Interactive workshops suggest community support for revitalising Fremantle CBD

With interactive part of the community consultation now over the City has released some of the results and it seems there is strong support for the planning changes Council is proposing.
The results of two recently-held interactive workshops indicate that 65% of participants support the scheme amendments with only 16% opposed.Other key indicators included:

  • 98% of participants believing that the city centre of Fremantle needs revitalising
  • 74% supporting the selection of the area identified for revitalisation in the scheme amendment  – 14% were opposed
  • 83% agreeing that the proposed increase in residential and business/commercial development will create a more vibrant and inviting area for the community – only 6% disagreed
  • 67% feel the Scheme Amendment will have a positive effect in revitalising the city centre of Fremantle, with only 10% disagreeing.

Last week’s second interactive workshop was the final scheduled event in the City’s extensive eight-week public consultation period which included a presentation and discussion evening, open days, walking tours of the sites and the two workshops.

These events provided the opportunity for local residents and other stakeholders to gather information, give feedback and ask questions regarding proposed amendments to the Fremantle Local Planning Scheme. The proposed amendments cover key sites in Fremantle’s City Central area focused around Queen Street, between the Fremantle Railway Station and Kings Square.

The proposed planning scheme amendments are a key component of the most important urban renewal initiative Fremantle has seen in over 25 years and are part of the City’s strategy for ensuring Fremantle’s long-term economic sustainability.

Of course we won’t know the overall level of support until all submission are in so I encourage people to provide their comments and feedback via a formal written submission by the closing date of Wednesday 7 December.

The public submission form which can be obtained from the City; or downloaded from the City’s website under ‘community engagement’.http://www.fremantle.wa.gov.au/cityoffremantle/Community_engagement/Community_Consultation_Projects_go_here/Scheme_Amendment_No_49

 

A day in the life of a mayor – from running Santas to 20,000 year old Antarctic ice.

Being the Mayor of Freo is a pretty awesome job even if don’t get to go home as much as I’d like.

This Sunday was once again an amazingly diverse day which I thought I’d share.

The first official function was on the launch the Sunday morning Santa fun run where more than 1200 Santa gathered to do a 4km run around Fremantle’s streets. A sea of red and white filled the Esplanade before I reached for the starters gun and sent them on their way.

I then returned to the office to knock of some of the many emails that needed a response. I get about 150 to 200 a day on average so weekends are often catch up time.

I then joined my partner for the start of the Club Marine Fremantle Harbour Classic in Fremantle Port. It was great to see out working port full of sails for a day.

I couldn’t stay to the race end as I was due at the George St Festival where I was to challenge East Fremantle Mayor Alan Ferris in a sack race to celebrate both Councils being fair trade Councils. I was lucky to get an early start in the race and pip Alan at the line. I had joked the prize was the other’s Town Hall but I got a fair trade soccer ball instead.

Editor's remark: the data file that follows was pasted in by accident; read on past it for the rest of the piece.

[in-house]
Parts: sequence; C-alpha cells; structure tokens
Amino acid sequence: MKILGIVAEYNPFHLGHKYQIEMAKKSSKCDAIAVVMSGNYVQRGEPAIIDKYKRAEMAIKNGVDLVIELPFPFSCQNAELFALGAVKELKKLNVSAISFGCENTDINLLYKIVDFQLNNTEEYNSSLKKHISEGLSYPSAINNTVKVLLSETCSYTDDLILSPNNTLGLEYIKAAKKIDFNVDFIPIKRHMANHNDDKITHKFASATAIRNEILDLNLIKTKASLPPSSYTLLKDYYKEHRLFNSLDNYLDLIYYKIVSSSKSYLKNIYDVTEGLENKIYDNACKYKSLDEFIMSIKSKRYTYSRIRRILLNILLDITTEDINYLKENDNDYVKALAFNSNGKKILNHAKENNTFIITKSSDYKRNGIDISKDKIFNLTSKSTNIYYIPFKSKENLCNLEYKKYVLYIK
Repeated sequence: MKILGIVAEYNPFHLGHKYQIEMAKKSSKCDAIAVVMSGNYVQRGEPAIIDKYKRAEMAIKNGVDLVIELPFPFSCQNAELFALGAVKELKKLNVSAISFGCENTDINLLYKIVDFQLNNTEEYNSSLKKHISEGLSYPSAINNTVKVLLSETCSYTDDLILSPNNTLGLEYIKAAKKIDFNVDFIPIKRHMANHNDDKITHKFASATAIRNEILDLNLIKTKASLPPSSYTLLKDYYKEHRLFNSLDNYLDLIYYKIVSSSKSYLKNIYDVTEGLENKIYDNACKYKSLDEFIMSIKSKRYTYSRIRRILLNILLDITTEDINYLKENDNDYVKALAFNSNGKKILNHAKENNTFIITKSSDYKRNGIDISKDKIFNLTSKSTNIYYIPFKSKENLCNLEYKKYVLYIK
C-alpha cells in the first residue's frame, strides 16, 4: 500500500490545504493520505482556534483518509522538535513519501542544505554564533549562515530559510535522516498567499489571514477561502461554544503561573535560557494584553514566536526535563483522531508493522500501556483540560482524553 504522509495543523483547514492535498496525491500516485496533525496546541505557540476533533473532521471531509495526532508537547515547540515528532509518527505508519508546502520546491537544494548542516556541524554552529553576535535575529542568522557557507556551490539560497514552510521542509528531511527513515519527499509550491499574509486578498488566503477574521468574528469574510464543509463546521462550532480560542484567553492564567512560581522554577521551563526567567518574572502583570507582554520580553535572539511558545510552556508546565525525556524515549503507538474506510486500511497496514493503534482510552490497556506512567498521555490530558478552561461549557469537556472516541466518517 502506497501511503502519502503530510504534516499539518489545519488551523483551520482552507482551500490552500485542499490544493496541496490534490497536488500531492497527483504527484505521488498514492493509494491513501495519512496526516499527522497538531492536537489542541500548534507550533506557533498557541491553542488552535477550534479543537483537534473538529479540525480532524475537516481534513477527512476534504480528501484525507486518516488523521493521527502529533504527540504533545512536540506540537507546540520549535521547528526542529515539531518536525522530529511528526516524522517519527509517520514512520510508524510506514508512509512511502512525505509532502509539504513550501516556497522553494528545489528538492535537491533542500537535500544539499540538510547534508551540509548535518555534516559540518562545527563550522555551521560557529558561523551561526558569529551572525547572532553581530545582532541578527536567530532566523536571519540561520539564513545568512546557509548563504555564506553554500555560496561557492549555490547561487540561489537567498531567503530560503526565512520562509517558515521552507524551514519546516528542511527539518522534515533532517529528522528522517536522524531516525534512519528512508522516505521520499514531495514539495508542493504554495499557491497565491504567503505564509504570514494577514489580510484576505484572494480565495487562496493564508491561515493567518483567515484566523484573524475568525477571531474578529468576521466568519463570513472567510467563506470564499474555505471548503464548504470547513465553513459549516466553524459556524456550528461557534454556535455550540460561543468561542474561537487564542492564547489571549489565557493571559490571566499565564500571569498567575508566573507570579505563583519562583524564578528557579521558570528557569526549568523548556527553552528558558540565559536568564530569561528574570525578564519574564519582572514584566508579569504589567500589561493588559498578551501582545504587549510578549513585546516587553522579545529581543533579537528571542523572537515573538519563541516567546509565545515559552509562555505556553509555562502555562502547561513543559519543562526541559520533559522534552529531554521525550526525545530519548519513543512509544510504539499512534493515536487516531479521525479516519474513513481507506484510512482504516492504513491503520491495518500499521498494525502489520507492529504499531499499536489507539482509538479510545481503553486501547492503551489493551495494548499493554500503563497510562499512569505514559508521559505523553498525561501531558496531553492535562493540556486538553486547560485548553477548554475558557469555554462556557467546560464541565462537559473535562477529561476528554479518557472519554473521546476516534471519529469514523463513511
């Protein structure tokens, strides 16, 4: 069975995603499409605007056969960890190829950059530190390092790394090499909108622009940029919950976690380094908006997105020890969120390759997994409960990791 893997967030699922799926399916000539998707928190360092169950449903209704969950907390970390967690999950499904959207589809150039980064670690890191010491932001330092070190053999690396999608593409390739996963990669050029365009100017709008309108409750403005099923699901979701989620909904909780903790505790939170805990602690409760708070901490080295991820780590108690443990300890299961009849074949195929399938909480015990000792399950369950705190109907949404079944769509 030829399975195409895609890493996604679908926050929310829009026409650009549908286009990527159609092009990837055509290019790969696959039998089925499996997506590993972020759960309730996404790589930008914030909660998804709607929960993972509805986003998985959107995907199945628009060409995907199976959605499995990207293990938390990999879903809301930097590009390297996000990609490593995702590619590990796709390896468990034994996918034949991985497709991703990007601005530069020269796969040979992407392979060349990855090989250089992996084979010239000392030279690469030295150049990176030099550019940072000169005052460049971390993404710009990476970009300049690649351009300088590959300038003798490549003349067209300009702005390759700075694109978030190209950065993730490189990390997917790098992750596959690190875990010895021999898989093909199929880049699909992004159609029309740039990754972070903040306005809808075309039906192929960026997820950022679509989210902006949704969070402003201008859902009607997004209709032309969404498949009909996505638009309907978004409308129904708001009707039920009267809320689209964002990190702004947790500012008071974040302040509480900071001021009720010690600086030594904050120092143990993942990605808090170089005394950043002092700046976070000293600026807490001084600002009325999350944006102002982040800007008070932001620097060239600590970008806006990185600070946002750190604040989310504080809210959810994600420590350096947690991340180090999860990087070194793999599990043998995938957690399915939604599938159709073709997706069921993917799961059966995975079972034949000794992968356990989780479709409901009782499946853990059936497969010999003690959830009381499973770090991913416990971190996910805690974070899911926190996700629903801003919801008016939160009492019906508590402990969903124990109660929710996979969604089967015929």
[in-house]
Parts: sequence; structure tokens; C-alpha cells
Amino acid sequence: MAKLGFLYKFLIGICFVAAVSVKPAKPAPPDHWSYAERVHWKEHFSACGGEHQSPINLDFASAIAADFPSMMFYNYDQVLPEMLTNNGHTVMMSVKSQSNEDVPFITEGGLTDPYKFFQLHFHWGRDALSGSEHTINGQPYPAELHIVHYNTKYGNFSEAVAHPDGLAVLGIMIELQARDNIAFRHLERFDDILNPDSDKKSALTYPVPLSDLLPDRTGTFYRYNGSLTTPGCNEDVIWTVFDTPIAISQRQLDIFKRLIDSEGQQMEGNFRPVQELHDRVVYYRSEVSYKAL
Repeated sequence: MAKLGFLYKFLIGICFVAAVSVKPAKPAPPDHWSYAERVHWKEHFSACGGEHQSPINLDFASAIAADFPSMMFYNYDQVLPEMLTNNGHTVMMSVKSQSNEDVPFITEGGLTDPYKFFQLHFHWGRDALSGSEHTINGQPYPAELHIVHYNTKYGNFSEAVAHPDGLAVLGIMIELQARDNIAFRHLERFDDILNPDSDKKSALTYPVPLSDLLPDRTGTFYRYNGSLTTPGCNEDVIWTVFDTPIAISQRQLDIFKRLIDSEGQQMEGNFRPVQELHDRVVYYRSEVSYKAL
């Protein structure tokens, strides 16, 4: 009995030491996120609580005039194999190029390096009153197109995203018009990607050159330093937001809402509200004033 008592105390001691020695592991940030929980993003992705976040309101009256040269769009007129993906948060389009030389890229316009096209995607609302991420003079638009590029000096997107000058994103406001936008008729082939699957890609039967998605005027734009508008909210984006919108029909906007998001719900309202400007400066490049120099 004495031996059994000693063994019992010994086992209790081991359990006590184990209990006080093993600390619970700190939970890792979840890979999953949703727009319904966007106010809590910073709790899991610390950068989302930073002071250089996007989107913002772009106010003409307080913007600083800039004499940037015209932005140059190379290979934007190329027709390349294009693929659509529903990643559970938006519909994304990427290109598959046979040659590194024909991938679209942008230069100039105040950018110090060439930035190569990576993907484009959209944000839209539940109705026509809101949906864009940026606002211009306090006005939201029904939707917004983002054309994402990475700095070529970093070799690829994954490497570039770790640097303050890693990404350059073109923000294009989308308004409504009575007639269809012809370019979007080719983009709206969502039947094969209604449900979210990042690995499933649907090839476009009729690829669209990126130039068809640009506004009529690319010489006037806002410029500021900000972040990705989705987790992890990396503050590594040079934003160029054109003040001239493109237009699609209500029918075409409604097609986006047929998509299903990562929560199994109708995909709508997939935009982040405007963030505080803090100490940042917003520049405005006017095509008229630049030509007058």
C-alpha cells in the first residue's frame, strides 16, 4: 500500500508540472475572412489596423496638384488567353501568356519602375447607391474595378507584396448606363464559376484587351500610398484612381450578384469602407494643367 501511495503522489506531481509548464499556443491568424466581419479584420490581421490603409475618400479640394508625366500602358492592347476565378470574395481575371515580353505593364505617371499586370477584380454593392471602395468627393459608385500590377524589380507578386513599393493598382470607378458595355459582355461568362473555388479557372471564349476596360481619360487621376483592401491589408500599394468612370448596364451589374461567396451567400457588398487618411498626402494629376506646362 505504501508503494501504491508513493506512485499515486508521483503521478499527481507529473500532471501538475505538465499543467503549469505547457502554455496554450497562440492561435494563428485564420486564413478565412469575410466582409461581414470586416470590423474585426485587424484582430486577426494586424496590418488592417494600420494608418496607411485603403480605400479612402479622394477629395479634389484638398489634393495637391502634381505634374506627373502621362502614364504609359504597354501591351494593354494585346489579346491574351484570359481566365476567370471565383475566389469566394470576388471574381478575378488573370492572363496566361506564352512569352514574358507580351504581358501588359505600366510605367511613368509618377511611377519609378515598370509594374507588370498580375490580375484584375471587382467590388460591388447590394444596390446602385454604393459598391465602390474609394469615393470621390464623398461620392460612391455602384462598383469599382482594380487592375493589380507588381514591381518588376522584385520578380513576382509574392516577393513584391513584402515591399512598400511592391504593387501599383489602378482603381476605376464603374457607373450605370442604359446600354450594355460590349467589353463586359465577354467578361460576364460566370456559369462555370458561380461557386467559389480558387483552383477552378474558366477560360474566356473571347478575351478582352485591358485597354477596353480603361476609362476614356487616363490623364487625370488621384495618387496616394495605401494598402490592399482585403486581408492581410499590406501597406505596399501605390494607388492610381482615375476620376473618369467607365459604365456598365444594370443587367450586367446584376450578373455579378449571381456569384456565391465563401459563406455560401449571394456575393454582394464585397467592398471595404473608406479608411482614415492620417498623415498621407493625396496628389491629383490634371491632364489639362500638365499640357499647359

From there it was to the North Fremantle family fun day where following a dog’s breakfast the North Fremantle community was enjoying everything from choirs, to skateboarding lessons on their new skate ramp to bare foot bowls. After spinning the chocolate wheel and handing out some prizes I got suited up to meet the Japanese Consul.

Dinner with the Japanese Consul was at his residence in Peppermint Grove to celebrate the arrival at Fremantle Port of the Japanese Icebreaker Shirase II  which was doing research in Antarctica on climate change amongst other things. It was a very nice meal which included a highlight of knowing the ice in my drink was actually compacted snow from Antarctica that was around 20,000 year old!

You couldn’t call my Sunday a day of rest but it was as diverse as it was stimulating and it was a real honour be involved in each of these events.

This slideshow requires JavaScript.

Unbuilt Fremantle – a exhibition of what Fremantle that might have been

15 plans that would have changed the face of Freo as we know it. But unbuilt they remain. From a $24million performing arts centre to a 42metre UFO shaped tower. From the 2007 ING proposal to the 1950s Fremantle masterplan. They are all exhibited at Unbuilt Fremantle.

It is on every day in the Queensgate Building next to Myer during the Fremantle Festival. So check it out.

The exhibition was put together by Allison Pepper who did an internship with Murdoch University and me at the the City of Fremantle. Allison spent her time researching different development proposals in Fremantle that were never actually built and this Fremantle Festival event is the culmination of all her work.

Thanks to Allison and also to the staff at the Fremantle Local History Library for their fabulous help.

This slideshow requires JavaScript.

 

OUR FREMANTLE – a film by Max Grantis

Check out his film by the same guy he did the funky piece on 2011

Sky view of Freo

Finally got a chance to go on the new ferris wheel and you really get quite a different view of our port city. Nice way to end a Fremantle Festival day

This slideshow requires JavaScript.

CODA, Freo and Development

This excellent article by Emma Williamson from CODA was in the West this week.

2011 – it’s all you need to know

Keeping it simple:

Time:20.11

Date 20.11

Year: 2011

Artist: 2011

Place: Hole in the Wall Gallery Adelaide St